Episode #19 of the Sprouting Photographer Podcast features an interview with Jeff Jochum.

Jeff Jochum is a celebrated speaker, author and business coach focused at showing businesses how to reach the top of their own pyramid using the power of Specialism. He has over 20 years of success as an innovative entrepreneur, founding and selling 3 companies of his own, as well as serving as marketing and strategy leads at Pictage, DeviantART.com & SmugMug. 

Jeff is now a strategic business coach for creative and personal service businesses, and Founder of Team X biz, a professional community of highly creative entrepreneurs. He has created and taught many strategic business workshops, including Photog Summits, Biz Clarity and the increasingly infamous Team X Fight Club series. 

Following his highly-successful e-book Unreasonable Thoughts, Jeff has just completed Work Happily Ever-After – Professional Photographer Edition, which is NOW SHIPPING.

As an adviser and investor, Jeff has been involved in a number of amazing successes, including Me Ra Koh Media, ShowIt/PASS, ShootDotEdit, FotoMerchant.net, and Kudize.net, as well as helping scores of other artists’ businesses grow and succeed, including Mike Colon, Bob & Dawn Davis, Jason Groupp, Mike Larson, Jason+Gina (Grubb), Jennifer Chaney, Christine Tremoulet, Jen Rozenbaum and scores of happy and successful businesses.

Discussion Topics

  • Why you want to work happily ever after.
  • The benefits of a positive feedback loop.
  • How you can use keywords to identify yourself to draw people in (who connect) or have them pull away (who don’t connect), strategically.
  • Why being authentic is crucial.
  • How you can charge more by increasing your value.
  • Why your price must got up as your specialize in order to build trust.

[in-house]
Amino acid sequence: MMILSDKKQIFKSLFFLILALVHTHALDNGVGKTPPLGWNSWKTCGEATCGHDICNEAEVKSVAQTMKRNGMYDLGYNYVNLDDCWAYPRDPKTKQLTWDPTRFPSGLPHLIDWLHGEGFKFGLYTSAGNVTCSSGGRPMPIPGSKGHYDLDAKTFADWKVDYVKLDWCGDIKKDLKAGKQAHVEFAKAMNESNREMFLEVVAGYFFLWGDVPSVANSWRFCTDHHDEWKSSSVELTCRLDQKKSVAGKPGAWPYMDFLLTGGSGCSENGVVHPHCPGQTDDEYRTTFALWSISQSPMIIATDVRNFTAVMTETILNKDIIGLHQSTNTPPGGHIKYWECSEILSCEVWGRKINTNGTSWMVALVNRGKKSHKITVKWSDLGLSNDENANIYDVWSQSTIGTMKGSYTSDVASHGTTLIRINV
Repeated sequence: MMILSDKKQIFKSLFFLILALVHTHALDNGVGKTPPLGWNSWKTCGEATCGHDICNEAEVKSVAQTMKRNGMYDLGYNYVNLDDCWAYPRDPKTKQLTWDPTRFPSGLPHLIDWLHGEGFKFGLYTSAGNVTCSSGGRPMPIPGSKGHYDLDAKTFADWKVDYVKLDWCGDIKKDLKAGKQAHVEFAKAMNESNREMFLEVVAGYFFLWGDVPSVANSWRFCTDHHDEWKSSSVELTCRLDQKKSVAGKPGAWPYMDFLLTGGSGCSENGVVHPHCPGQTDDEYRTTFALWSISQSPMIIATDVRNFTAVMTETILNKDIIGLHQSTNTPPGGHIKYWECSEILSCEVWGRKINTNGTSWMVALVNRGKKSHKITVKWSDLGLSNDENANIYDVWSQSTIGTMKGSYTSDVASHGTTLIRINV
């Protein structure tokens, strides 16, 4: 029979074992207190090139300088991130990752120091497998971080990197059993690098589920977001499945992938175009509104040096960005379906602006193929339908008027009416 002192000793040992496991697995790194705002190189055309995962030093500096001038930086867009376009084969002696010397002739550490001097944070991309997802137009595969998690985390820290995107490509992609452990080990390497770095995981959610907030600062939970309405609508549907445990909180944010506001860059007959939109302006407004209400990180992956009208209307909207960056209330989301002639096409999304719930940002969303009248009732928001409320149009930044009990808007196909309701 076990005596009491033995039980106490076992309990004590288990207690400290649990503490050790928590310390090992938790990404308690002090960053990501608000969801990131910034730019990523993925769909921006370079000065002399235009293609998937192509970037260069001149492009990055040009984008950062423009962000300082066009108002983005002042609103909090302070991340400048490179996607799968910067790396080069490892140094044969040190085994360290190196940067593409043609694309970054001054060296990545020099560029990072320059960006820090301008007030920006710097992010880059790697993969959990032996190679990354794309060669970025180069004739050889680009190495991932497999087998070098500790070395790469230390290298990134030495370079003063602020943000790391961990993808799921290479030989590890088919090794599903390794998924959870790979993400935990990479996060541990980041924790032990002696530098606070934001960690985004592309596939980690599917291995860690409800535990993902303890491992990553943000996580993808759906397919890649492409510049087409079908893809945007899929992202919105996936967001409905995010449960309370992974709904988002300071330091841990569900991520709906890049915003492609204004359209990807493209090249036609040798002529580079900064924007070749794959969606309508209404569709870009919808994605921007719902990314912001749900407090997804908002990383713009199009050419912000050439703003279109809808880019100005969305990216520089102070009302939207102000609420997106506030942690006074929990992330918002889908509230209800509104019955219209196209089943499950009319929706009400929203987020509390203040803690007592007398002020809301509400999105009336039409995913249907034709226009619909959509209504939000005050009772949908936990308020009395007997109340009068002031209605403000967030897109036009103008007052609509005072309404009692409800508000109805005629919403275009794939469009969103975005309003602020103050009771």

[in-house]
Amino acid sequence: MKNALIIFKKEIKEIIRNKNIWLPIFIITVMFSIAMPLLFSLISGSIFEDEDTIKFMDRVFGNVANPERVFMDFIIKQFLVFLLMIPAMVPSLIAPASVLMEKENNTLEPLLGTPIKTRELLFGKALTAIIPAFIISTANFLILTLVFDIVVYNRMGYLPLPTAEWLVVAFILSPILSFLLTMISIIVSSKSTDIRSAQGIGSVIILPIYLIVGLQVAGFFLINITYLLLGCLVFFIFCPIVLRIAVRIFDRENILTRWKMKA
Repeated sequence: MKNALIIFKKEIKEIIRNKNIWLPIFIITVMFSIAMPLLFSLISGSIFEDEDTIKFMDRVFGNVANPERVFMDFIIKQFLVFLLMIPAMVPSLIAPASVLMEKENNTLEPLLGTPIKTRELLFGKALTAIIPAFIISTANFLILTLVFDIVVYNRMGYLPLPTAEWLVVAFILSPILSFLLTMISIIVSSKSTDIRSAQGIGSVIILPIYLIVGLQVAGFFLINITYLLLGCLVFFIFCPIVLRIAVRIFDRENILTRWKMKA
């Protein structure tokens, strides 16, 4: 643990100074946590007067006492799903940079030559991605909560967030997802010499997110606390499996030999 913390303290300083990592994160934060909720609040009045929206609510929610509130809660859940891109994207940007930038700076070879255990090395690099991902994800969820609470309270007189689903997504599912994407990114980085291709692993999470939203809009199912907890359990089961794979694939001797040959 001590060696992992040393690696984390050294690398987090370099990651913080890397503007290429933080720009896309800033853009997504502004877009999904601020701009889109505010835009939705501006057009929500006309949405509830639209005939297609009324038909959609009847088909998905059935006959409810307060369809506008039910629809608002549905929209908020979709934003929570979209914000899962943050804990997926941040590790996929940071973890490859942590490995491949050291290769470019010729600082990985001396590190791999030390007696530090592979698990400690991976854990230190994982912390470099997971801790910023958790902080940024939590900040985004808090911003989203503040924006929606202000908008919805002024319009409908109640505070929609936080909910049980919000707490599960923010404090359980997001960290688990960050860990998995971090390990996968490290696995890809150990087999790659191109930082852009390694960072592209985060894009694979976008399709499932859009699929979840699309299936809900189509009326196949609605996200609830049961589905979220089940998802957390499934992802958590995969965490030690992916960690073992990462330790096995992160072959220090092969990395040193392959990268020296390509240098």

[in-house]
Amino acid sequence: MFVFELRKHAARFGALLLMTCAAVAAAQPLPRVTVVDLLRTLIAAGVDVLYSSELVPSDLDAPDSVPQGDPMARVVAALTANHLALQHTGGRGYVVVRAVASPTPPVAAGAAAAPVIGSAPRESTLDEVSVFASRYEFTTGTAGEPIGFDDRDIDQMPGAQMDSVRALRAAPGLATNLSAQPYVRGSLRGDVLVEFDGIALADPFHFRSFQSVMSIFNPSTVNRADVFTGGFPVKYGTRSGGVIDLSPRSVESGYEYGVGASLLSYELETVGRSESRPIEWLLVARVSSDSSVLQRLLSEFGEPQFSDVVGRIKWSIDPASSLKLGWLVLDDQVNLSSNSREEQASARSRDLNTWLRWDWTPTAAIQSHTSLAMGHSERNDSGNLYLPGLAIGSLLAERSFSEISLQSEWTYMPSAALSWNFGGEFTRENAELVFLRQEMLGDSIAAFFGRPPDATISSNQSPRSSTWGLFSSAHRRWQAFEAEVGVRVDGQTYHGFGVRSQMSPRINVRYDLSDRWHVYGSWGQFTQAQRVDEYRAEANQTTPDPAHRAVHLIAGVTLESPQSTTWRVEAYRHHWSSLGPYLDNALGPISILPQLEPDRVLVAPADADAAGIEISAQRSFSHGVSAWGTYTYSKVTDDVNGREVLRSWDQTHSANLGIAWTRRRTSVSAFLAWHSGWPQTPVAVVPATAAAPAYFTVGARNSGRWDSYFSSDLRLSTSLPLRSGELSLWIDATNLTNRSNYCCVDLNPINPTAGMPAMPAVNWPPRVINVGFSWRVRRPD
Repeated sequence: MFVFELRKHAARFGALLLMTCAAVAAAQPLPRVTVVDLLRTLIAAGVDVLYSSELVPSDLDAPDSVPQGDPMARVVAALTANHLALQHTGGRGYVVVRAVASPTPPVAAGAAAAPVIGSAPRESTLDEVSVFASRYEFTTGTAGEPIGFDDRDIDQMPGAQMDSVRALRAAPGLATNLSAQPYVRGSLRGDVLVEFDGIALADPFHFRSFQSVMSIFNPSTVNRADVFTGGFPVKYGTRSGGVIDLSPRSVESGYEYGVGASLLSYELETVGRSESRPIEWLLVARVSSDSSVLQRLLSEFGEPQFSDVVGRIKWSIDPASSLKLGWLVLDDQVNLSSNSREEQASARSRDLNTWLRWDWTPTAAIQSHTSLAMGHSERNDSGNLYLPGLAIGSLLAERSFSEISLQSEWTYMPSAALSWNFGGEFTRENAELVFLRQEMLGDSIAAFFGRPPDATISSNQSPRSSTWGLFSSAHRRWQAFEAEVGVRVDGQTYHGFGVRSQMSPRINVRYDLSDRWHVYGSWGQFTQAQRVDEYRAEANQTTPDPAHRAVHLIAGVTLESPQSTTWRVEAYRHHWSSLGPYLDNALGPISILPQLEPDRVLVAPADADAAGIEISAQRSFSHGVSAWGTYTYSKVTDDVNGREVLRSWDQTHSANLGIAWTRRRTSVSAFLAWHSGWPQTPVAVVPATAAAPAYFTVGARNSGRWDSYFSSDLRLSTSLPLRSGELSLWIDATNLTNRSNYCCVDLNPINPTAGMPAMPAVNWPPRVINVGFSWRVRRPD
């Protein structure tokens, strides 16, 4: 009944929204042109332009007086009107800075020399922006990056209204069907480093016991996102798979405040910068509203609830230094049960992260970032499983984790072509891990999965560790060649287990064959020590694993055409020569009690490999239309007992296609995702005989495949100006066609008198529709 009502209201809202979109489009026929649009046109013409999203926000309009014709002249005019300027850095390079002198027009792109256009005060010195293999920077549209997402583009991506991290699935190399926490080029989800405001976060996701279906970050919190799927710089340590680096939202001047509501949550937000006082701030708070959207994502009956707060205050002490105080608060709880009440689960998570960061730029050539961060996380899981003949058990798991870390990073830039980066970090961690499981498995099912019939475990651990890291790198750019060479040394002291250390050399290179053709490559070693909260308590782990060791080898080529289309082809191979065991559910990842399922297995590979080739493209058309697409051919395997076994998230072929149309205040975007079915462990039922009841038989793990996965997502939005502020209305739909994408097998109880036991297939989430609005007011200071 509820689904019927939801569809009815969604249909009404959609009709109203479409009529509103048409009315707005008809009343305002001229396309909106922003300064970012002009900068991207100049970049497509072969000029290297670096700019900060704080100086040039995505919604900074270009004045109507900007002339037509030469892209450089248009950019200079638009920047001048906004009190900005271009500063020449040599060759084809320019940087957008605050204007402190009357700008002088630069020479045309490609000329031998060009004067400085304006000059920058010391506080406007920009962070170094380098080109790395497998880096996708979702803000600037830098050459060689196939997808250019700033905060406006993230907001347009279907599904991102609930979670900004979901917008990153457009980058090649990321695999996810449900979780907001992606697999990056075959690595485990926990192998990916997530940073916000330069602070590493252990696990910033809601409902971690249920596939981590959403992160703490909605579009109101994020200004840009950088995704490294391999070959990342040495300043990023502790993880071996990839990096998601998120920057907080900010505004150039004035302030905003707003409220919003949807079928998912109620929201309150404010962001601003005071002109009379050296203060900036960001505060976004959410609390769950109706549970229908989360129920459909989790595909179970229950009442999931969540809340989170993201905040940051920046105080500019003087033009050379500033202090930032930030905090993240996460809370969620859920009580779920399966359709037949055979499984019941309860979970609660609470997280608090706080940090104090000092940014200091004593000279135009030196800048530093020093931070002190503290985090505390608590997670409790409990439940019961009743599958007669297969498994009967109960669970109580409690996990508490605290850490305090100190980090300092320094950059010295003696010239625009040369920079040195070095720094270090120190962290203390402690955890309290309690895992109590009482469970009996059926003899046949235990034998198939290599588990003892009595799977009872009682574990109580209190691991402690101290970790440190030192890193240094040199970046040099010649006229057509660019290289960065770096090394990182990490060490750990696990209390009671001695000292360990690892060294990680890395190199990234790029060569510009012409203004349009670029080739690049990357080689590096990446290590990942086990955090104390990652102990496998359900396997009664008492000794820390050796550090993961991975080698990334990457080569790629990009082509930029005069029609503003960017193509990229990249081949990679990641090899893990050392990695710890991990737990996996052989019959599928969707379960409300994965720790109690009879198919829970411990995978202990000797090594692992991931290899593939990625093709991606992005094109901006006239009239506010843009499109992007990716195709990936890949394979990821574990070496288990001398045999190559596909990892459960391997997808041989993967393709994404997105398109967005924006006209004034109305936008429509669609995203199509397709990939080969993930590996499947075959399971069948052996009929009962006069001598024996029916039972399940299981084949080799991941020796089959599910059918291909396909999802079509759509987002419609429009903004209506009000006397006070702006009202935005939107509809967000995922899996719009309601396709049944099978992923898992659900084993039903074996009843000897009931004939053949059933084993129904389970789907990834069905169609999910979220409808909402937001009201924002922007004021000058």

• Differences between generalists, specialists and specialISM.
  • Being who you are should take no effort.
  • The similarities between dating and your business.
  • Anybody can copy what you do, but  no one can compete with who you are.
  • The discovery process of identifying your keywords and unique selling proposition.
  • Why you want to be different and not better.
  • Examples of successful photographers in the newborn photography market.
  • Who your real competitors are.
  • Why it’s about the “performance” and not just the “production” in photography.
  • For most photographic specialties, you are the event – you need to make it about the event.
  • Why you need to surround yourselves with people who celebrate the same things that you do.

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 Podcast Transcript

Jeff Jochum: Hey. Thanks for having me. I appreciate being here.

Bryan Caporicci: Jeff, you recently wrote a book, “Work Happily Ever After”, and I’ve had the chance to go through it and read it. What an amazing publication. Do you want to share a little bit more about the book and maybe some of your history, Jeff, for those of our listeners who aren’t familiar with you?